All men are created equal. All chattel are insured...
I saw the movie Belle the other day and a piece of it got stuck in my head. The costume drama, set in England in the 1780s, hinged on a real historical event: the monstrous voyage of the slave ship Zong in 1781, from West Africa to the Caribbean. Its cargo when it set out on its transatlantic voyage included some 470 tightly packed human beings -- too tightly packed, it turns out. Disease ran through the cargo hold. Slaves and crewmen began to die. The ship got lost. They began running low on water. Eventually the surviving crew jettisoned... 132 live humans, still in chains. This was business as usual.
Marcus Rediker, author of The Slave Ship: A Human History, wrote in the Los Angeles Times in 2008, commemorating the bicentennial of the official end of the slave trade in the British Empire:
"Over almost four centuries, from roughly 1500 to 1870, 12 million to 13 million Africans were forced onto slave ships and sailed to New World plantations. ... We know that during the middle passage, about 1.8 million of these enslaved men, women and children died, their bodies thrown overboard to the sharks that usually trailed the vessels."
Uh, we don't talk about this too much, do we? The era in question is the glorious Age of Exploration, when Europe went out and discovered the rest of the world. In the classrooms of my childhood, they taught us about the silk trade and the noble quest for new sea routes and that sort of thing. Go, civilization! I remember no unpleasant disclosures about the rape of Africa or the profit made by Europe's upper classes in human trafficking.
Belle's plot, though it involves fictionalized characters, addresses the real court case that followed the Zong's arrival in Jamaica. This case was not about the murder of 132 people but whether or not the ship's owners could collect insurance on the loss of 132 slaves.
Eventually the case was heard before the highest court in Great Britain. In a historically significant decision, William Murray, Lord Chief Justice of the King's Bench, ruled in favor of the insurance company: No, the insurers weren't obliged to pay cash for deliberately discarded slaves. The British abolition movement was ignited by this trial and abolitionists saw the ruling as a great victory.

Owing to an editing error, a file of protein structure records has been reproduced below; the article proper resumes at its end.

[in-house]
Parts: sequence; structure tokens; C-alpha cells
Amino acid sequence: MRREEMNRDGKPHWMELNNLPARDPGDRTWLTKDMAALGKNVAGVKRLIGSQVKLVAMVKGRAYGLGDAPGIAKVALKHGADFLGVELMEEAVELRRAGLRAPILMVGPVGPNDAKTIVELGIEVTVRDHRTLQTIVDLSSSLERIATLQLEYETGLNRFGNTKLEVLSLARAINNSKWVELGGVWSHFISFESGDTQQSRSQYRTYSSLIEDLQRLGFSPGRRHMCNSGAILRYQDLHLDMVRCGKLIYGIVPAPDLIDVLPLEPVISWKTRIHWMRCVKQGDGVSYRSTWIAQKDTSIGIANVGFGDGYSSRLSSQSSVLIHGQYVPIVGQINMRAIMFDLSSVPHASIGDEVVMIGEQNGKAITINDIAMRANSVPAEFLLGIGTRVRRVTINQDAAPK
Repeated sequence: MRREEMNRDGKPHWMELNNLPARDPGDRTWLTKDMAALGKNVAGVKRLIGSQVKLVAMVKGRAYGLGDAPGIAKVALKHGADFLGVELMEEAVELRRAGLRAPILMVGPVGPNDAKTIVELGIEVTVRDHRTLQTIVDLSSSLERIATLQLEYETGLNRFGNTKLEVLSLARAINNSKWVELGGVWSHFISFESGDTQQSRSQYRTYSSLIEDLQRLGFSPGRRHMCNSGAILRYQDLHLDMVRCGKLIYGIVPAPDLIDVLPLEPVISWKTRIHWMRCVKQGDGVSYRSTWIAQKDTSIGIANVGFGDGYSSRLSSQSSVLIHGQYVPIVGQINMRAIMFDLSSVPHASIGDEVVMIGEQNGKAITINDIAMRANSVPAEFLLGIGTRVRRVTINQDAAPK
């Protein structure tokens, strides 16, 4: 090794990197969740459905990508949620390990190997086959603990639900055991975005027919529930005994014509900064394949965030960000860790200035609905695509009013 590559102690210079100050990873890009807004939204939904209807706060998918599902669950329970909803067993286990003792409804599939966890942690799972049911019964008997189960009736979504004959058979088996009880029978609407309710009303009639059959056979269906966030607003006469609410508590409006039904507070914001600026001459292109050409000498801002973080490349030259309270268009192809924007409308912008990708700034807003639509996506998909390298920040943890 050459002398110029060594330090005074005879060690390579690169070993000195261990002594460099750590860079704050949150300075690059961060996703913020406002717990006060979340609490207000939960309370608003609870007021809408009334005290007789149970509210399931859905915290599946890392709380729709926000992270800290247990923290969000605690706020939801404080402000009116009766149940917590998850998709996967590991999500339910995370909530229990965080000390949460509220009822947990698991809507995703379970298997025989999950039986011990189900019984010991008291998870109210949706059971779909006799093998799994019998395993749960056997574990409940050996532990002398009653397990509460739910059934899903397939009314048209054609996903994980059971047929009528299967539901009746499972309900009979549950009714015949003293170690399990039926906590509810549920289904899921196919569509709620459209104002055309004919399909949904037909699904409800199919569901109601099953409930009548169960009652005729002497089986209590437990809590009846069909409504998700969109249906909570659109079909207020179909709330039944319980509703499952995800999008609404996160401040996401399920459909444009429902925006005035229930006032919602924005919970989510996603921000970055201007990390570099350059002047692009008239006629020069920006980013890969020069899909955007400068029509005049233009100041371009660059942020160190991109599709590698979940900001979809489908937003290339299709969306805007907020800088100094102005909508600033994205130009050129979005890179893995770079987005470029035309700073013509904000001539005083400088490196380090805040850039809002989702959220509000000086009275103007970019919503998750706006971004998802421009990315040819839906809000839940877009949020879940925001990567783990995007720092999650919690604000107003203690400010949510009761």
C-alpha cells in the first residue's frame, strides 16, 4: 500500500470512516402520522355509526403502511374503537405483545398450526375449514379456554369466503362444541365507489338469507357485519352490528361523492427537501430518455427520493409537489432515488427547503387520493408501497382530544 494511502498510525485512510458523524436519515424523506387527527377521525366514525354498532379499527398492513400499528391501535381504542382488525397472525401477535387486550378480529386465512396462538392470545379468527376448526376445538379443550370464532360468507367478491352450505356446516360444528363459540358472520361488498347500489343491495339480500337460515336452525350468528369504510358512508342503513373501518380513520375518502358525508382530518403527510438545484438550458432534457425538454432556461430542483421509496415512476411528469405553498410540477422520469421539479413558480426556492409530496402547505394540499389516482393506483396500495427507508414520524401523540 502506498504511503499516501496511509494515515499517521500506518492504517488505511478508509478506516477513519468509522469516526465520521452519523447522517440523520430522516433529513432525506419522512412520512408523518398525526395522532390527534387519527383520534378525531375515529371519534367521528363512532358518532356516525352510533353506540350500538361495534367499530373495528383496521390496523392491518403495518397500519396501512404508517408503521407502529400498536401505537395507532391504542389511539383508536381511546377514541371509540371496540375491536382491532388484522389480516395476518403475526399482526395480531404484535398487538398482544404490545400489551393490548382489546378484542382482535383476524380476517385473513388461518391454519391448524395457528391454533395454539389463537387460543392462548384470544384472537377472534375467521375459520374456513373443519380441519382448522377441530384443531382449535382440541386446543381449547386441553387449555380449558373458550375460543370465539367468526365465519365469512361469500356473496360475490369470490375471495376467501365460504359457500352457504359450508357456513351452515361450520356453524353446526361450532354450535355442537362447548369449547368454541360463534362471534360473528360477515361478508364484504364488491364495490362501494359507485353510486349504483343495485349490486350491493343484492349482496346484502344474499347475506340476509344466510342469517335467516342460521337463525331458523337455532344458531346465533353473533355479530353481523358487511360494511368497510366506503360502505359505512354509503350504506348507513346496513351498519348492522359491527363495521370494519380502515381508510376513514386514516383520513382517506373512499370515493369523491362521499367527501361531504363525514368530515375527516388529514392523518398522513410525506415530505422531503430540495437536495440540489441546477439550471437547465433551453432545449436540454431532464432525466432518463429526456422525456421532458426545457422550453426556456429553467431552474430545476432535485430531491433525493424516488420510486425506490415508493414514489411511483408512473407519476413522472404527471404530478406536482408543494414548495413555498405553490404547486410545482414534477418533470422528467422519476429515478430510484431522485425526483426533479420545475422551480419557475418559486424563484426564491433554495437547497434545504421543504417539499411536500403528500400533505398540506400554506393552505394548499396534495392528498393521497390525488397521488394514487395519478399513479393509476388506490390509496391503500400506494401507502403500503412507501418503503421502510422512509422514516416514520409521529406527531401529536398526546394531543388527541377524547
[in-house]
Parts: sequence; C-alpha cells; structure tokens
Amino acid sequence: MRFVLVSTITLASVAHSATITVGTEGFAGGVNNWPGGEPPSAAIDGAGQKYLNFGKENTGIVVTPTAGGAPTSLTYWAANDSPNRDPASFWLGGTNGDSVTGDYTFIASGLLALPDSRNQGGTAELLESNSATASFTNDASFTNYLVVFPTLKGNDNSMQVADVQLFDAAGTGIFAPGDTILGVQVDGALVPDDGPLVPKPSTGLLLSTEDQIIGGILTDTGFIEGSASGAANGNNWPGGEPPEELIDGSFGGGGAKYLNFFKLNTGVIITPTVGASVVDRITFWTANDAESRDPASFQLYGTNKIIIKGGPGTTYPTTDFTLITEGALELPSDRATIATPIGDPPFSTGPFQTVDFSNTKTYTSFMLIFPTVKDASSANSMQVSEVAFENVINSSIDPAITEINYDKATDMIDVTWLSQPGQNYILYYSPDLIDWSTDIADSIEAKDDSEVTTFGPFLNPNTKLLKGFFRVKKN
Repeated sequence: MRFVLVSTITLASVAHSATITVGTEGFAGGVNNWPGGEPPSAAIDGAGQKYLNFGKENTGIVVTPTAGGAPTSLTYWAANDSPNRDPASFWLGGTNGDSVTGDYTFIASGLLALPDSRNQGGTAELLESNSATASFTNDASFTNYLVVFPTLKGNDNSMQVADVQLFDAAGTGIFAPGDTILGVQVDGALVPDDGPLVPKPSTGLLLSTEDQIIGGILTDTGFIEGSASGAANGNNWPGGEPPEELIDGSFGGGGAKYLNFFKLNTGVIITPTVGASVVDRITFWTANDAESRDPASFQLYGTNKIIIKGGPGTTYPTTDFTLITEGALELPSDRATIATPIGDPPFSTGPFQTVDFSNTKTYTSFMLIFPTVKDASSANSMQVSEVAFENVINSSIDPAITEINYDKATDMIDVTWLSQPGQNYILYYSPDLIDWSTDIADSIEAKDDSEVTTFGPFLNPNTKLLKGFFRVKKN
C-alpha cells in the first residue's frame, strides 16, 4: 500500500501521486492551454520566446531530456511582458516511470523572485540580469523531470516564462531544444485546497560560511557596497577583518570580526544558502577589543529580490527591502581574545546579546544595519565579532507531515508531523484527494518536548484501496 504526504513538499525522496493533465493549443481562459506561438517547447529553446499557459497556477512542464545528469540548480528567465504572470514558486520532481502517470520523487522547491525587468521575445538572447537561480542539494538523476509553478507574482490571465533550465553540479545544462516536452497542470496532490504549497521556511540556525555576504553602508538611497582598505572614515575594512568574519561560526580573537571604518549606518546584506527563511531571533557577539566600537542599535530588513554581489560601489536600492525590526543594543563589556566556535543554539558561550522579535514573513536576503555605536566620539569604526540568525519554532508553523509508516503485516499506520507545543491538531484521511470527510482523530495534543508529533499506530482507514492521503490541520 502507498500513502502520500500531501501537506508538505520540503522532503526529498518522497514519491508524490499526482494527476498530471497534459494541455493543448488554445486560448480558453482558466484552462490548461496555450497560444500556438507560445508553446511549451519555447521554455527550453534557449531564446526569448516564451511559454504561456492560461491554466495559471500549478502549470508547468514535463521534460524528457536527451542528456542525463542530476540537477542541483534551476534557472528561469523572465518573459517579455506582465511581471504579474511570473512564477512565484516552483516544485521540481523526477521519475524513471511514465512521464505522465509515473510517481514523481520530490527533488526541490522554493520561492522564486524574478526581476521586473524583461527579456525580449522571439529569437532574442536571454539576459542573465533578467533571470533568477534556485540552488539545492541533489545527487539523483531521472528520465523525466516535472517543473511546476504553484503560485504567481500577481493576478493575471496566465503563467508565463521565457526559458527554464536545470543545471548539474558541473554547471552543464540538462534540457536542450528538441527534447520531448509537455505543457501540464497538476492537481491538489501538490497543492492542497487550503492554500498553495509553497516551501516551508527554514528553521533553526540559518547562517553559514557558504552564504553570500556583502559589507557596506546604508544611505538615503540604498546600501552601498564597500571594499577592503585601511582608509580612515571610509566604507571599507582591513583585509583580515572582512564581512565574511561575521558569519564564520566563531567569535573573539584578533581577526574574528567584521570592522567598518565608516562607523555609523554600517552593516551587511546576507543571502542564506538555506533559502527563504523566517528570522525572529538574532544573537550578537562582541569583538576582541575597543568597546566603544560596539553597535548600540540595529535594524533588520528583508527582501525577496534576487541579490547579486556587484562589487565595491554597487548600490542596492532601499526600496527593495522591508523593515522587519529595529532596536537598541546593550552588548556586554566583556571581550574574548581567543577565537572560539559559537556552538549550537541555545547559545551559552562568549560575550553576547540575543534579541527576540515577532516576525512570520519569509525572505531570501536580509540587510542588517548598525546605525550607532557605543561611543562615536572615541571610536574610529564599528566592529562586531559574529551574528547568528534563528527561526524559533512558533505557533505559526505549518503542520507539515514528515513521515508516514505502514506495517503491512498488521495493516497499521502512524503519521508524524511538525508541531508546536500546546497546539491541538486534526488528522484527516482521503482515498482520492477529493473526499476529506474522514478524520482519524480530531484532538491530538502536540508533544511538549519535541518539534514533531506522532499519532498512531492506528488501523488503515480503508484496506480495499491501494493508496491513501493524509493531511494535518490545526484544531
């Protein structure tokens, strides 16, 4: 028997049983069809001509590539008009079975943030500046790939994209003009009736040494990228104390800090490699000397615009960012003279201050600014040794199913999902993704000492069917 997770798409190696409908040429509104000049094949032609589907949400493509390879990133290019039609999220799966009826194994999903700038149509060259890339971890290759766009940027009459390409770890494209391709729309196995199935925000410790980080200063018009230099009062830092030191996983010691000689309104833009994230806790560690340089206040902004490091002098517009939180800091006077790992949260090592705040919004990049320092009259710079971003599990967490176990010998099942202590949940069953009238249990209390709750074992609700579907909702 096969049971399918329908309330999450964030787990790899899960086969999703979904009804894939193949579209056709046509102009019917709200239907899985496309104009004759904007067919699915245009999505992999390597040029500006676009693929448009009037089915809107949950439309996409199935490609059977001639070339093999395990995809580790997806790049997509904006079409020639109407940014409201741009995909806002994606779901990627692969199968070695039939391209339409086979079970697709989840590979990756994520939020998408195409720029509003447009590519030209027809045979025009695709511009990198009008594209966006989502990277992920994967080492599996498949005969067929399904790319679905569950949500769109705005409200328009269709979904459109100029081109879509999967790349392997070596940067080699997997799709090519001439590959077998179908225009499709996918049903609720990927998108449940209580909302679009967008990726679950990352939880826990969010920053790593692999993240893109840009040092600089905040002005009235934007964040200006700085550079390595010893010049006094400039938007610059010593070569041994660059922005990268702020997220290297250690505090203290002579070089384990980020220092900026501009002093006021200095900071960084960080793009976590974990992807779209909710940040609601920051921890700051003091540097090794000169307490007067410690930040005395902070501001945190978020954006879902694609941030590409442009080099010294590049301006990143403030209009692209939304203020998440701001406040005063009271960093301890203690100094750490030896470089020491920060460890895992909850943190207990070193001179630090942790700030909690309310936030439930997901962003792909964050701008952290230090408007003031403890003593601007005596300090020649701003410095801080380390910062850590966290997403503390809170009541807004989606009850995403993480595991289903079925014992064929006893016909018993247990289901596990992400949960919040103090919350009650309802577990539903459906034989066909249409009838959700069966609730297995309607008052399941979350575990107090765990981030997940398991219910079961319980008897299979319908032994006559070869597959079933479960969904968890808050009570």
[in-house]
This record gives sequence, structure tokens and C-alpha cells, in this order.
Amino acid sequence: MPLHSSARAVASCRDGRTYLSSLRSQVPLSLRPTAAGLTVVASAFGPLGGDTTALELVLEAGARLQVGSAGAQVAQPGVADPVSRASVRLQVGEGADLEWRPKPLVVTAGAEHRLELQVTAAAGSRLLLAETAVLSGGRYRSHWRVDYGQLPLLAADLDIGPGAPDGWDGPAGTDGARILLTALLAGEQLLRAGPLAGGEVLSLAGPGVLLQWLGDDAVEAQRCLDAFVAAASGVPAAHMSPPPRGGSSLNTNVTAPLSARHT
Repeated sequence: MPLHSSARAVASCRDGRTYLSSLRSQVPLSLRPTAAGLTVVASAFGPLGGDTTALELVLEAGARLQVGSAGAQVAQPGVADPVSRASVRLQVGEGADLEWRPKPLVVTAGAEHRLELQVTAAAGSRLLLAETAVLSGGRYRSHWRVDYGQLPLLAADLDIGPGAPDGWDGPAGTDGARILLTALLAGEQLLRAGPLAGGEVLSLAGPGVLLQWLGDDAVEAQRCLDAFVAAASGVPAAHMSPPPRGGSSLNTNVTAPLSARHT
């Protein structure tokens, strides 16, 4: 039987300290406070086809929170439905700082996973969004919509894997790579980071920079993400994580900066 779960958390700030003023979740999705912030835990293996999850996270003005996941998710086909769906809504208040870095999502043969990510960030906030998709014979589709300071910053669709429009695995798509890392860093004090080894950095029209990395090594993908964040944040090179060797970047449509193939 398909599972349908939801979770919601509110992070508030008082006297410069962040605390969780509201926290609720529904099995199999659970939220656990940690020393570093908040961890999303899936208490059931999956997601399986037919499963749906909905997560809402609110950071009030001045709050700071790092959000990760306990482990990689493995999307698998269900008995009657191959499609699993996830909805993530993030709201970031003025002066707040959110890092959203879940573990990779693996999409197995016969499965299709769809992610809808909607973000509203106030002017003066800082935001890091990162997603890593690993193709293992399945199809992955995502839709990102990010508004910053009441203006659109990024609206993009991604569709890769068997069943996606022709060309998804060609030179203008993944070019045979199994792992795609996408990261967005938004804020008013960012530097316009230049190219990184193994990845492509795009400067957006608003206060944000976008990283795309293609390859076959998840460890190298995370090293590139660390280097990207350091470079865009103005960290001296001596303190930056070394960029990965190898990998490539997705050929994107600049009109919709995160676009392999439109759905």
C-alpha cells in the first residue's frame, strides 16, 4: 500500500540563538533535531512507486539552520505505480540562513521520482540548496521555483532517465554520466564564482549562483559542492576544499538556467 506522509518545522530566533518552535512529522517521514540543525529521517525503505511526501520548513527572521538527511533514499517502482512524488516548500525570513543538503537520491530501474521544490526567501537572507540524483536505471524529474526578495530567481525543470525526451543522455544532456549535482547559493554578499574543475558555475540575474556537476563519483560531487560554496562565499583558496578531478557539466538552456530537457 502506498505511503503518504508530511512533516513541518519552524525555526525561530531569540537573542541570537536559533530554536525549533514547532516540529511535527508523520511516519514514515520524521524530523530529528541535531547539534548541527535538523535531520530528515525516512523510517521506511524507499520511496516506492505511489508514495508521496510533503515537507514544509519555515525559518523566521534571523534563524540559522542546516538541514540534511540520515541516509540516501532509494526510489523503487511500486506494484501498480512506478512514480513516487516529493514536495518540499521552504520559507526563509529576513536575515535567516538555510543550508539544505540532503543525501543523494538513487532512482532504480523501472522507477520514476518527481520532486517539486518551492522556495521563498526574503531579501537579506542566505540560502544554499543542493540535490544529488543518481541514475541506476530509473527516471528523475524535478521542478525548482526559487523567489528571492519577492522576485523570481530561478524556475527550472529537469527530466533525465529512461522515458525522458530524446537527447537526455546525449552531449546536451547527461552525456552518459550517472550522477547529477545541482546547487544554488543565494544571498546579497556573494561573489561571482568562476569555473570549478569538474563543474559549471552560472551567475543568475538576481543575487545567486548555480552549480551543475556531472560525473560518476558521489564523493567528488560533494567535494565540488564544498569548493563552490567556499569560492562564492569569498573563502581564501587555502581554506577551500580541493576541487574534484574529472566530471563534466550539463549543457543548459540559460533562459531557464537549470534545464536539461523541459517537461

And so it all sits in history. But the movie, wrapping the historical details in period costumes and a fictional love story, managed to pull off a remarkable feat, in my humble opinion. It brought the Zong and all its implications smack into the 21st century, not abstractly, as history, but with a raw and terrifying contemporary relevance. We're not done with our past.
As Rediker wrote in his essay: "...if European, African and American societies are haunted by the legacies of race, class and slavery, the slave ship is the ghost ship of our modern consciousness."
The discarded cargo of our past is still with us, no matter how hard we try to ignore it. The slavery out of which we constructed civilization -- the cruel certainty of our moral relativism, the enormous profit, the buried psycho-spiritual consequences -- awaits, awaits, awaits... our collective grief and atonement.
They had single names, like our pets: Jim and Jack, Winney and Zach, Congo and Chloe. They were meant to be worked to death and forgotten. But they remain with us, deeply embedded in the collective consciousness of our global culture, staring at its soul.
In refusing to take up a criminal case against the captain and crew of the Zong, Justice John Lee, British solicitor general, reputedly said, "What is this claim that human people have been thrown overboard? This is a case of chattels or goods. Blacks are goods and property; it is madness to accuse these well-serving honorable men of murder. ... The case is the same as if wood had been thrown overboard."
This is our legacy, as much as and perhaps more than whatever else has shaped us. Historian Nell Painter has used the term "soul murder" in describing the impact of slavery. Indeed, she is the author of the book Soul Murder and Slavery. Interviewed some years ago by PBS, she talked about the terrible psychological wreckage on every side of slave life.
Speaking of the children of plantation owners, who at a certain age would be forced to observe slave beatings, she noted that the girls could retain at least partial identification, as females, with the victim. "But the boy must learn to identify with the beater," she said. "If he doesn't, then he's not fully a man. So that makes the ability to inflict violence an integral part of one's manhood."
Do we not continue to reap these consequences? This week, at a high school in Troutdale, Oregon, a 15-year-old boy "opened fire with an AR-15-style rifle and also was carrying a semi-automatic pistol that he did not use, as well as a knife and nine loaded ammunition magazines capable of holding several hundred rounds," according to Reuters.
Ho hum. This insanity is on the increase, as everyone knows. It's an imitation of militarism, but there's more to it than that. We've barely begun to acknowledge, let alone heal, the profound brokenness of human culture. We're still lost in the Age of Exploration.
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Robert Koehler is an award-winning, Chicago-based journalist and nationally syndicated writer. His book, Courage Grows Strong at the Wound (Xenos Press), is still available. Contact him at email@example.com or visit his website at commonwonders.com.